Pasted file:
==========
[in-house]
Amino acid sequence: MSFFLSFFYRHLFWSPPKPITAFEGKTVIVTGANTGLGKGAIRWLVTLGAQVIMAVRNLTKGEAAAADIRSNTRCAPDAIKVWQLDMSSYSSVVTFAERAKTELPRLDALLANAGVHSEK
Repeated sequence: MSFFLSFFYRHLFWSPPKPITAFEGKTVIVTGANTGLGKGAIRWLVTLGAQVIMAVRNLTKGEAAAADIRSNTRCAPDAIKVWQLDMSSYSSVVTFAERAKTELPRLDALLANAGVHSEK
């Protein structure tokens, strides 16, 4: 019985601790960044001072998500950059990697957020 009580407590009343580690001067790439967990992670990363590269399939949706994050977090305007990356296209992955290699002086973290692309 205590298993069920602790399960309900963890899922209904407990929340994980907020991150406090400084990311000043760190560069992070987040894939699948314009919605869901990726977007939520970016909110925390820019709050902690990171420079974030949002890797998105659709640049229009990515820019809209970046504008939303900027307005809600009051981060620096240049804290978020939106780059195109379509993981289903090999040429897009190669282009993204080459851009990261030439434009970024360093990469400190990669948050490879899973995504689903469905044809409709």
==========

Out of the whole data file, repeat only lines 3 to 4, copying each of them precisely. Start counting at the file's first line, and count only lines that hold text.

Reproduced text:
Repeated sequence: MSFFLSFFYRHLFWSPPKPITAFEGKTVIVTGANTGLGKGAIRWLVTLGAQVIMAVRNLTKGEAAAADIRSNTRCAPDAIKVWQLDMSSYSSVVTFAERAKTELPRLDALLANAGVHSEK
């Protein structure tokens, strides 16, 4: 019985601790960044001072998500950059990697957020 009580407590009343580690001067790439967990992670990363590269399939949706994050977090305007990356296209992955290699002086973290692309 205590298993069920602790399960309900963890899922209904407990929340994980907020991150406090400084990311000043760190560069992070987040894939699948314009919605869901990726977007939520970016909110925390820019709050902690990171420079974030949002890797998105659709640049229009990515820019809209970046504008939303900027307005809600009051981060620096240049804290978020939106780059195109379509993981289903090999040429897009190669282009993204080459851009990261030439434009970024360093990469400190990669948050490879899973995504689903469905044809409709």